## Number: From Ahmes to CantorWe might take numbers and counting for granted, but we shouldn't. Our number literacy rests upon centuries of human effort, punctuated here and there by strokes of genius. In his successor and companion volume to Gazalé tackles questions that will stimulate math enthusiasts in a highly accessible and inviting manner. What is a natural number? Are the decimal and binary systems the only legitimate ones? Did the Pythagorean theorem and the discovery of the unspeakable irrationals cost the unfortunate mathematician Hippasus his life? What was the Ladder of Theodorus of Cyrene and how did the ancient Greeks calculate square roots with such extraordinary proficiency? An original generalization of Euler's theorem is offered that explains the pattern of rational number representations. Later on, the field of Continued Fractions paves the way for another original contribution by Gazalé, that of cleavages, which sheds light on the mysterious nature of irrational numbers as it beautifully illustrates Dedekind's famous Schnitt. In the end the author introduces us to the Hilbert Hotel with its infinite number of rooms, guests, and an infinite number of people waiting to check in, where he sets the debate between Aristotle and Cantor about the true nature of infinity. This abundantly illustrated book, remarkable for its coherency and simplicity, will fascinate all those who have an interest in the world of numbers. |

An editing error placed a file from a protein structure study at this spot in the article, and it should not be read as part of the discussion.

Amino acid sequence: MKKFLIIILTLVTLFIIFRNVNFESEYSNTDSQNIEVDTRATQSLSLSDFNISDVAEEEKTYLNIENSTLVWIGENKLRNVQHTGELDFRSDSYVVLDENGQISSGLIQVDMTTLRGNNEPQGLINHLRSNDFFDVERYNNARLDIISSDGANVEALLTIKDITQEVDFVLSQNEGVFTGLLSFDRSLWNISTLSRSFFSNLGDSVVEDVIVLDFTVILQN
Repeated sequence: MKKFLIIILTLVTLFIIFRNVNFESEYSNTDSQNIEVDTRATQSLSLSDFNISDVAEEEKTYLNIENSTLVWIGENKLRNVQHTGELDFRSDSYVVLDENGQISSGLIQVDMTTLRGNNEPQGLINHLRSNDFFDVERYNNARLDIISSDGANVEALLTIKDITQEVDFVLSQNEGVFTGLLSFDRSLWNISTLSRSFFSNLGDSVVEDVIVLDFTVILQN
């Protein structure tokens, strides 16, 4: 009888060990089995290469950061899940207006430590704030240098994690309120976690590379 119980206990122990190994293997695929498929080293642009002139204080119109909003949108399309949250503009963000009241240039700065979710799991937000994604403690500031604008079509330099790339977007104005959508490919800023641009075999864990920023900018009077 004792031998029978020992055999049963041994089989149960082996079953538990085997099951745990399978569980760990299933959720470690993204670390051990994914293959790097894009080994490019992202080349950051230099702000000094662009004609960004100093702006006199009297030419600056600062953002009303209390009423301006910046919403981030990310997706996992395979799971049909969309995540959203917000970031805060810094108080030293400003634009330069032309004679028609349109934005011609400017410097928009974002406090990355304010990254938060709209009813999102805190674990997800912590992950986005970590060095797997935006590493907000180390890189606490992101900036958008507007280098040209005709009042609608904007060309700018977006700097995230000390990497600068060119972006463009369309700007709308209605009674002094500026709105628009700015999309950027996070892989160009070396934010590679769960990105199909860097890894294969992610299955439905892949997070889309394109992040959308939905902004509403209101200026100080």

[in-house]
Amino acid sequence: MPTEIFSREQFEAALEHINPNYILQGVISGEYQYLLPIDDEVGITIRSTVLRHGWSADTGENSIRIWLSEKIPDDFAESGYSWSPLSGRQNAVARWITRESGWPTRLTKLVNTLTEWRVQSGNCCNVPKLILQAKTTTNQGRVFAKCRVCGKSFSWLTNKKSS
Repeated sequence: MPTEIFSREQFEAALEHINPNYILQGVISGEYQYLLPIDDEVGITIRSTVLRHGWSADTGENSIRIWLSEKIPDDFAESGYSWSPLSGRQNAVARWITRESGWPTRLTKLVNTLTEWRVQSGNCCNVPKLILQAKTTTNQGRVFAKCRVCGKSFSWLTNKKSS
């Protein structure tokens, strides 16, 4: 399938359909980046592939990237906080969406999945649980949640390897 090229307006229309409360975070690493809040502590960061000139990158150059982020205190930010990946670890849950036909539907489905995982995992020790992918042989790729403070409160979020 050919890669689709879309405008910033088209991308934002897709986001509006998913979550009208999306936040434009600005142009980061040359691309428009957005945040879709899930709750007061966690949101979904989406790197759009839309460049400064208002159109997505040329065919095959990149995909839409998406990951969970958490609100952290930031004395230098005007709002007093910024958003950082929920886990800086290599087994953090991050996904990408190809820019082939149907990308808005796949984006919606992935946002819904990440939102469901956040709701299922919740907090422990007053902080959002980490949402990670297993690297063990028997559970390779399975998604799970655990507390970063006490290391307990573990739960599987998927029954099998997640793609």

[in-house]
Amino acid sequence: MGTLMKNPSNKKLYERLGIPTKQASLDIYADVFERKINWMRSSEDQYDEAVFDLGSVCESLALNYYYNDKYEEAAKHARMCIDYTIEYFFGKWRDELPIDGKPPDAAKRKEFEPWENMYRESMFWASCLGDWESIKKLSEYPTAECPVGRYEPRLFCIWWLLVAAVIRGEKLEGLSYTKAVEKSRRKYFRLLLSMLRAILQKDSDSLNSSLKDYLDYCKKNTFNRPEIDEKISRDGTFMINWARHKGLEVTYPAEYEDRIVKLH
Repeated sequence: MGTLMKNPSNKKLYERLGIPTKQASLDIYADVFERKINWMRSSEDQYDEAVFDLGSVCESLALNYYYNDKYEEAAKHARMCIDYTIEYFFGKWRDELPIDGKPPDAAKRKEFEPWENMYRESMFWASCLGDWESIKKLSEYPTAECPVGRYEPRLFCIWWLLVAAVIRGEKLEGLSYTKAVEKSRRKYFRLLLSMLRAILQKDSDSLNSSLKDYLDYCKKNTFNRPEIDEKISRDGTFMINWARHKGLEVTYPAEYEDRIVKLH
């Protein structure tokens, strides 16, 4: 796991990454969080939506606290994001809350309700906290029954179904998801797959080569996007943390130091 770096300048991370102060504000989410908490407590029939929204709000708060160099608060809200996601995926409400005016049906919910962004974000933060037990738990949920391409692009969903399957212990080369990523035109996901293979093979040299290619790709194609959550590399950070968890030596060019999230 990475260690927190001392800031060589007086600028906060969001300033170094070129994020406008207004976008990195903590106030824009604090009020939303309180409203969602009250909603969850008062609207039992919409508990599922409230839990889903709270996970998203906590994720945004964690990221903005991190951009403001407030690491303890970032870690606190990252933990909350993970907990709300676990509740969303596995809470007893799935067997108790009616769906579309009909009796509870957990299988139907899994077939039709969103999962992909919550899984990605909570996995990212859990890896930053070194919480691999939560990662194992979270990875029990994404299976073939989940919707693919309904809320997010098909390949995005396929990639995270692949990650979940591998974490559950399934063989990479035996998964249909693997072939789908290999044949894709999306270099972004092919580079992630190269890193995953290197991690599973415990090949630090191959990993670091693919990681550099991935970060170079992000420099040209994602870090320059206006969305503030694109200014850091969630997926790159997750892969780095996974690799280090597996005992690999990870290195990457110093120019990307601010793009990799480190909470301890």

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### Contents

Preface | xi |

INTRODUCTION | 3 |

The Genesis of Number Systems | 9 |

Positional Number Systems | 59 |

Divisibility and Number Systems | 107 |

Real Numbers | 152 |

Continued Fractions | 185 |

Cleavages | 199 |

Infinity | 257 |